This is a good article. Click here for more information.
From Wikipedia, the free encyclopedia

Commander of the Matrikas
Varahi Lakshmi.jpg
Varahi seated on a tiger, from a Tantric Devi series attributed to Kripal of Nurpur (active c. 1660 - c. 1690). San Diego Museum of Art
Other namesVarthali, Dandini Devi, Dhandai Mata, Verai
Sanskrit transliterationVārāhī
AffiliationMatrikas, Devi
MantraOm Varahmukhi Vidhmahe Dandanathae Dhimahi Tanno Devi Prachodayat
WeaponPlough and pestle
ConsortShiva as bhairavar

Varahi (Sanskrit: वाराही, Vārāhī)[note 1] is one of the Matrikas, a group of seven mother goddesses in the Hindu religion. Bearing the head of a sow, Varahi is the shakti (feminine energy) of Varaha, the boar avatar of the god Vishnu. In Nepal, she is called Barahi. In Rajasthan and Gujarat, she is venerated as Dandini.

Varahi is more commonly venerated in the sect of the Goddess-oriented Shaktism, but also in Shaivism (devotees of Shiva) and Vaishnavism (devotees of Vishnu). She is usually worshipped at night, using secretive Vamamarga Tantric practices. The Buddhist goddesses Vajravārāhī and Marichi have their origins in the Hindu goddess Varahi.


According to the Shumbha-Nishumbha story of the Devi Mahatmya from the Markandeya Purana religious texts, the Matrikas goddesses appears as shaktis (feminine powers) from the bodies of the gods. The scriptures say Varahi was created from Varaha. She has a boar form, wields a chakra (discus) and fights with a sword.[1][2] After the battle described in the scripture, the Matrikas dance – drunk on their victim's blood.[3]

The goddess Durga leads the eight Matrikas in battle against the demon Raktabija. The red-skinned Varahi (bottom row, leftmost) rides a buffalo and holds a sword, shield and goad. Folio from a Devi Mahatmya, Nepal

According to a latter episode of the Devi Mahatmya that deals with the killing of the demon Raktabija, the warrior-goddess Durga creates the Matrikas from herself and with their help slaughters the demon army. When the demon Shumbha challenges Durga to single combat, she absorbs the Matrikas into herself.[4] In the Vamana Purana, the Matrikas arise from different parts of the Divine Mother Chandika; Varahi arises from Chandika's back.[2][5]

The Markendeya Purana praises Varahi as a granter of boons and the regent of the Northern direction, in a hymn where the Matrikas are declared as the protectors of the directions. In another instance in the same Purana, she is described as riding a buffalo.[6] The Devi Bhagavata Purana says Varahi, with the other Matrikas, is created by the Supreme Mother. The Mother promises the gods that the Matrikas will fight demons when needed. In the Raktabija episode, Varahi is described as having a boar form, fighting demons with her tusks while seated on a preta (corpse).[7]

In the Varaha Purana, the story of Raktabija is retold, but here each of Matrikas appears from the body of another Matrika. Varahi appears seated on Shesha-nāga (the serpent on which the god Vishnu sleeps) from the posterior of Vaishnavi, the Shakti of Vishnu.[8] Varahi is said to represent the vice of envy (asuya) in the same Purana.[9][10]

The Matsya Purana tells a different story of the origin of Varahi. Varahi, with other Matrikas, is created by Shiva to help him kill the demon Andhakasura, who has the ability – like Raktabija – to regenerate from his dripping blood.[8]


Varahai, 14th century Nepal.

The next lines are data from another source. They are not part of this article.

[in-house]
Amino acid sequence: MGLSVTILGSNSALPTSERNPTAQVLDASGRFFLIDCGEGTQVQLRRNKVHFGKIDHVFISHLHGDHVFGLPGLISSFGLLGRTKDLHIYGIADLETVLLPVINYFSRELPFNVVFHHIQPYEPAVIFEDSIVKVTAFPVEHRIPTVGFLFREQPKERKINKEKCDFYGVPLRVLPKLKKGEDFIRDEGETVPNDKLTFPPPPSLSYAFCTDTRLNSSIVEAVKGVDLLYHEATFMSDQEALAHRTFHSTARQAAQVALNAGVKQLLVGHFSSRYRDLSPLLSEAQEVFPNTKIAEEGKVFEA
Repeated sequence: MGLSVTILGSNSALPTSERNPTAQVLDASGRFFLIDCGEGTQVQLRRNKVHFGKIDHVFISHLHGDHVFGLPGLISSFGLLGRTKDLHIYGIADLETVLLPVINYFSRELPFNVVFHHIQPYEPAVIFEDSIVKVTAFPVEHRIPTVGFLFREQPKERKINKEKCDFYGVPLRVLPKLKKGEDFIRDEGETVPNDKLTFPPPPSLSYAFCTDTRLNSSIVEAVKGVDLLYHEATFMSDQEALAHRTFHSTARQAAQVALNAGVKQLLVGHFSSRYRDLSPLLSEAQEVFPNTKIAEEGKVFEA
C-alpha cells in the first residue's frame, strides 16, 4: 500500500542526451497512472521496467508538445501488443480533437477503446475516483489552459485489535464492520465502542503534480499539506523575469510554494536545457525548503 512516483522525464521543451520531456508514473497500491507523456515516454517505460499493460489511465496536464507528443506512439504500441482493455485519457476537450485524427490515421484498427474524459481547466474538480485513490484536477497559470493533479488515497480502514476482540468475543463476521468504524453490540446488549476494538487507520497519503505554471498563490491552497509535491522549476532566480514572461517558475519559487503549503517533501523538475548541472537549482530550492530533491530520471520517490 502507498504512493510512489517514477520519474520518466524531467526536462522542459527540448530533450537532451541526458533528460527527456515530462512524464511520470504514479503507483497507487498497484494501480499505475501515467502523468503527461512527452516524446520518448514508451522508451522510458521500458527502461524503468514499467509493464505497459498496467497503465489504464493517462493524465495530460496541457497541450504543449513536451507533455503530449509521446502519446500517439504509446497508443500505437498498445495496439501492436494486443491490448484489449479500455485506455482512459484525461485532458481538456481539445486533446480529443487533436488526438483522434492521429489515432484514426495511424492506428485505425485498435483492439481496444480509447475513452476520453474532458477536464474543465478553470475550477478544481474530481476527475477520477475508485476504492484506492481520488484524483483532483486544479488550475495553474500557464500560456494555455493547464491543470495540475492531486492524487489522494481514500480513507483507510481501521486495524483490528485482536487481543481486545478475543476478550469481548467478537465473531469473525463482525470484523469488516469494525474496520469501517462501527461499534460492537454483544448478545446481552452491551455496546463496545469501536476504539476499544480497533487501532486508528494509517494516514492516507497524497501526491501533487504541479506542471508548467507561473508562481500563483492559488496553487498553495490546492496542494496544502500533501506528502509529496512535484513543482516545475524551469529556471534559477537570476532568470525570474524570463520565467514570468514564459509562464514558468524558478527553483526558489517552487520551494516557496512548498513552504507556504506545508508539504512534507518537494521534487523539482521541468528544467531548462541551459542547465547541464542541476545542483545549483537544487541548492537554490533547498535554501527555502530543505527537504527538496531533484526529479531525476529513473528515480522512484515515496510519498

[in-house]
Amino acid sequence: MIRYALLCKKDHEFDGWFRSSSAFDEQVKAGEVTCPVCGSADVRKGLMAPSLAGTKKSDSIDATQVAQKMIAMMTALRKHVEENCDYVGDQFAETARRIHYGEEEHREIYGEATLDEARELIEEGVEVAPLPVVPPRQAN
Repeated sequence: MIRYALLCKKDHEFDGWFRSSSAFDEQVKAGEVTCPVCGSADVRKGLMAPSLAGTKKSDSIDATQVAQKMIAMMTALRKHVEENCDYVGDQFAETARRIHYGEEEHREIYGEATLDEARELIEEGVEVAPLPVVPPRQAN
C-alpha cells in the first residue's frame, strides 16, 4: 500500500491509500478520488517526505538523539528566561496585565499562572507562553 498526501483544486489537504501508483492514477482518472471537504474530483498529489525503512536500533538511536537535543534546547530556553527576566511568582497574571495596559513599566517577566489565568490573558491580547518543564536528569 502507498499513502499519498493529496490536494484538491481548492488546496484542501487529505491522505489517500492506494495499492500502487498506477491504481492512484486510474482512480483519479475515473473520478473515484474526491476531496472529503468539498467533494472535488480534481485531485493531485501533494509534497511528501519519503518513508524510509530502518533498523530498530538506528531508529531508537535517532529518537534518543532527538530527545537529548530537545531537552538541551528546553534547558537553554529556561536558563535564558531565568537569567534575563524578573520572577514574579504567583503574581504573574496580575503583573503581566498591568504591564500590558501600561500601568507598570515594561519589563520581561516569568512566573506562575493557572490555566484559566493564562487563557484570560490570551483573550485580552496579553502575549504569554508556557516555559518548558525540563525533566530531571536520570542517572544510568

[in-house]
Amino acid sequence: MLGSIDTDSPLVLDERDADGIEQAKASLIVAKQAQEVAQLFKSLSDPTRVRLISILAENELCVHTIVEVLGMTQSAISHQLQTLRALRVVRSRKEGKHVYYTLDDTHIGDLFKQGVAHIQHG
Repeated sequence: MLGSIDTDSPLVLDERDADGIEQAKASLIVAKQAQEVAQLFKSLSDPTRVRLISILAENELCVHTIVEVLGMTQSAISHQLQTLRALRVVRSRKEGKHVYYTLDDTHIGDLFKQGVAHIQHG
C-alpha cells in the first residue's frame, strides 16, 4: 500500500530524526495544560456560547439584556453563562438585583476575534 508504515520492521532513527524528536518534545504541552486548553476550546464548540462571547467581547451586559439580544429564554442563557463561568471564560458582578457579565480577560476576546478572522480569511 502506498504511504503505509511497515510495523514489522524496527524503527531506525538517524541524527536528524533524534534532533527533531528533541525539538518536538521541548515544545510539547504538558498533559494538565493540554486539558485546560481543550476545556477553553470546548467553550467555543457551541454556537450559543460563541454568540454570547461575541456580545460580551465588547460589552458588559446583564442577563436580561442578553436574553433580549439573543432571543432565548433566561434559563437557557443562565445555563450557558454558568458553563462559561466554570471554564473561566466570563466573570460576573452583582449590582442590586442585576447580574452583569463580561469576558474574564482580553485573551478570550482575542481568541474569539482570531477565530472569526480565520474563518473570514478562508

The Devi Purana paradoxically calls Varahi the mother of Varaha (Varahajanani) as well as Kritantatanusambhava, who emerges from Kritantatanu. Kritantatanu means "death personified" and could be an attribute of Varaha or a direct reference to Yama, the god of death.[11] Elsewhere in the scripture, she is called Vaivasvati and described as engrossed in drinking from a skull-cup. Pal theorizes that the name "Vaivasvati" means that Varahi is clearly identified with Yami, the shakti of Yama, who is also known as Vivasvan. Moreover, Varahi holds a staff and rides a buffalo, both of which are attributes of Yama; all Matrikas are described as having the form of the gods, they are shaktis of.[12]

In the context of the Matrikas' association to the Sanskrit alphabet, Varahi is said to govern the pa varga of consonants, namely pa, pha, ba, bha, ma.[13] The Lalita Sahasranama, a collection of 1,000 names of the Divine Mother, calls Varahi the destroyer of demon Visukaran.[14] In another context, Varahi, as Panchami, is identified with the wife of Sadashiva, the fifth Brahma, responsible for the regeneration of the Universe. The other Panch Brahmas ("five Brahmas") are the gods Brahma, Govinda, Rudra and Isvara, who are in charge of creation, protection, destruction and dissolution respectively.[10] In yet another context, Varahi is called Kaivalyarupini, the bestower of Kaivalya ("detachment of the soul from matter or further transmigrations") – the final form of mukti (salvation).[10] The Matrikas are also believed to reside in a person's body. Varahi is described as residing in a person's navel and governs the manipura, svadhisthana and muladhara chakras.[15]

Haripriya Rangarajan, in her book Images of Varahi—An Iconographic Study, suggests that Varahi is none other than Vak devi, the goddess of speech.[16]


A chlorite statue of Varahi, 1000–1100 CE, from eastern Bihar state, India. Currently housed in Asian Art Museum of San Francisco

Varahi's iconography is described in the Matsya Purana and agamas, such as the Purva-karnagama and the Rupamandana.[17] The Tantric text Varahi Tantra mentions that Varahi has five forms: Svapna Varahi, Canda Varahi, Mahi Varahi (Bhairavi), Krcca Varahi and Matsya Varahi.[10][18] The Matrikas, as shaktis of gods, are described to resemble those gods in form, jewellery and mount, but Varahi inherits only the boar-face of Varaha.[19]

Four-armed Varahi sculpture made of black chlorite stone in Odisha State Museum.